Google separated out its search analytics by mechanism as well as by category. On those who used Google’s Lens app — there is a whole additional bevy of search data information. Google Lens uses your phone’s camera to run visual searches, and the app got some big upgrades this year, including multisearch and scene exploration.
With those features in tow, people used Lens to explore and identify the world around them. They searched for plants — inside and out — and pets.
The most searched pet terms through Lens (i.e. people taking photos of their cats and dogs) were:
- Domestic short-haired cat
- Tabby cat
- Polydactyl cat
- Labrador Retriever
And on the sessile side of nature, people were looking up fungi, philodendron, and flowers. The top 5 overall Lens nature searchers were for:
- Garden roses
- Damask rose
- Passion flowers
While the top searched houseplants through Lens were:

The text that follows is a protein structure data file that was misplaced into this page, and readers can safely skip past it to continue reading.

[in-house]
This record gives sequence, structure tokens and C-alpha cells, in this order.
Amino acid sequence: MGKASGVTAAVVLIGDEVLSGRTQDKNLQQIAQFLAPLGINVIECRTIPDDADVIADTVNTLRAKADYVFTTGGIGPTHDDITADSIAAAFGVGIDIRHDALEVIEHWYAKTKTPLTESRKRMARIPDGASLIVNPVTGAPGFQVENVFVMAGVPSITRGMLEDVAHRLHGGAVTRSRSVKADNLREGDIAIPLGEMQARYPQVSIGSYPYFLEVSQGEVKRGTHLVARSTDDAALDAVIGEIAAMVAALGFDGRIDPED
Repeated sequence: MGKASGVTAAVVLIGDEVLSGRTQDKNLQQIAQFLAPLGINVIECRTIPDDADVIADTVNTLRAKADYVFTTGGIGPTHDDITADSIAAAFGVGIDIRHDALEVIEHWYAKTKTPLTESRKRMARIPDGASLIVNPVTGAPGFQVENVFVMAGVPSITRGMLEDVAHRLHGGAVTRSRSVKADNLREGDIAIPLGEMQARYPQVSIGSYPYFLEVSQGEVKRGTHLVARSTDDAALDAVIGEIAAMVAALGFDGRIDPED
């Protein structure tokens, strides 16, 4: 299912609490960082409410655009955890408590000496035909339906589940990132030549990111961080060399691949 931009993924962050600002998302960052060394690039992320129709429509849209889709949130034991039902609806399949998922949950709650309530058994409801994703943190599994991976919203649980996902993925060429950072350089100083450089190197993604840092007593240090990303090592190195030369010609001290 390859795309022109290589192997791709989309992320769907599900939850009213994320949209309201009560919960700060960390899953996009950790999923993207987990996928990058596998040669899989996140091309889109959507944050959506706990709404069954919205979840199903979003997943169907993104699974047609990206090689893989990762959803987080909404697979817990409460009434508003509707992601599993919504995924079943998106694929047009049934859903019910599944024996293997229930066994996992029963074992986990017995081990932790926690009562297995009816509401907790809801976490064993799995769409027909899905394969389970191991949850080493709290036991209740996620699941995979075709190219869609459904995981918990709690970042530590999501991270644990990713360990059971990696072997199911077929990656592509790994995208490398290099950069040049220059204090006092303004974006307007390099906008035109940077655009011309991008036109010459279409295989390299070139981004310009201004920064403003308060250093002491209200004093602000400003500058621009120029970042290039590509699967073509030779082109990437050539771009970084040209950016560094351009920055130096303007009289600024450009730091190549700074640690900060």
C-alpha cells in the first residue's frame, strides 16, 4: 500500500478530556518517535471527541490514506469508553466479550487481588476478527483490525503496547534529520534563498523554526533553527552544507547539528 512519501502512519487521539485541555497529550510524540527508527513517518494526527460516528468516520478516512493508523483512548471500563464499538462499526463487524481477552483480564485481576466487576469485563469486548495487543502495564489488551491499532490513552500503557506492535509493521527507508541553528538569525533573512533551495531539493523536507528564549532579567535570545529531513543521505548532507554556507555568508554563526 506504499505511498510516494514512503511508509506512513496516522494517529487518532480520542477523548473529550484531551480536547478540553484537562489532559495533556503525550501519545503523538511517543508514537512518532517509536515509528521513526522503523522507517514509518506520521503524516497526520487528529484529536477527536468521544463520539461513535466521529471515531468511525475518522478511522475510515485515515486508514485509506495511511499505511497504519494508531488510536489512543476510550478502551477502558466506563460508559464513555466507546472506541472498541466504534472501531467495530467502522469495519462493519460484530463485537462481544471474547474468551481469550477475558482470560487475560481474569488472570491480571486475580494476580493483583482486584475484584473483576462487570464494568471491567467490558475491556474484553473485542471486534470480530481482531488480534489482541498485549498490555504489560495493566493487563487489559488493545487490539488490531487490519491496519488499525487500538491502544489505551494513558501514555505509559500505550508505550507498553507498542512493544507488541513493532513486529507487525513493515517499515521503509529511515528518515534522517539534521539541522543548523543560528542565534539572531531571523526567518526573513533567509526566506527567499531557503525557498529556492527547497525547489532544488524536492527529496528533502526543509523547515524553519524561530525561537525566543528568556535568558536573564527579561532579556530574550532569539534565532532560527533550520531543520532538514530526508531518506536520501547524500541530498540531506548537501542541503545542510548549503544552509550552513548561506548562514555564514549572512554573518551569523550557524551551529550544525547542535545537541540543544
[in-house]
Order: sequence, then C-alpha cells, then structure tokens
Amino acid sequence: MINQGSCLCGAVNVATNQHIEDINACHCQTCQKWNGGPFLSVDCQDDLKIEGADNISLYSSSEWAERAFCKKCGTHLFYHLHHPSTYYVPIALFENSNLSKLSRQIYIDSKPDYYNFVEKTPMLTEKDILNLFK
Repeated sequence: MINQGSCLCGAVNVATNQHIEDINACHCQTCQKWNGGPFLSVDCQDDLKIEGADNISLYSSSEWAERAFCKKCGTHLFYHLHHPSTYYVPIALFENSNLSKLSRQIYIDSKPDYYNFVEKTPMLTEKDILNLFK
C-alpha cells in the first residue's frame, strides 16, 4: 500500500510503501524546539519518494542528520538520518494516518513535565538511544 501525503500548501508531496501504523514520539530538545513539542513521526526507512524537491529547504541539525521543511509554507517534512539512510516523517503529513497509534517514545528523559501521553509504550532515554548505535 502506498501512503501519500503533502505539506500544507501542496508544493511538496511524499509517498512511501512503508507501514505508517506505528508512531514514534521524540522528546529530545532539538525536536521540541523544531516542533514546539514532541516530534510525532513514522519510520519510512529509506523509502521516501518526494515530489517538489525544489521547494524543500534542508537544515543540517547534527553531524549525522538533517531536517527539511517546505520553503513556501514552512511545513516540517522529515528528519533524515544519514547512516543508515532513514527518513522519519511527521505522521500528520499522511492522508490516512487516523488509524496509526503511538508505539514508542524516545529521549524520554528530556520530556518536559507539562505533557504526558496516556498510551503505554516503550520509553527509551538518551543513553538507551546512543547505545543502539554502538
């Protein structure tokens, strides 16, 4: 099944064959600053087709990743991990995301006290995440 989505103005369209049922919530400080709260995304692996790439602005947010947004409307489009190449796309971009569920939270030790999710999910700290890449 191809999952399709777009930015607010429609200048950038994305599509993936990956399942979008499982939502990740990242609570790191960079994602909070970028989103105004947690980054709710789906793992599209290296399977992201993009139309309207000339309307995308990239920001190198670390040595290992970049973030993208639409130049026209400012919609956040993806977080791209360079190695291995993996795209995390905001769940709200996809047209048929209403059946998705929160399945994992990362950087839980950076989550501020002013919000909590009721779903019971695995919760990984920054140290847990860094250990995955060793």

- Devil’s Ivy
Escape to the Internet
When it came to Google user’s favourite places to search, the classics were on trend. The top cultural landmarks searched in Maps were old standbys:
- Buckingham Palace, London, United Kingdom
- Big Ben, London, United Kingdom
- The Great Pyramid of Giza, Al Giza Desert, Egypt
- Christ the Redeemer, Rio de Janeiro, Brazil
- Royal Palace of Brussels, Brussels, Belgium
The two UK top spots make sense because, again, dead Queen. And the Great Pyramid and Christ the Redeemer statue are obviously iconic. The only slightly confusing point is the fifth spot interest in Brussels’ Royal Palace. Most searches for the palace came from Belgium (understandably), but the biggest news story from the Belgian royal residence is that there wasn’t a break-in. Ultimately though, only Google truly knows the why behind the what.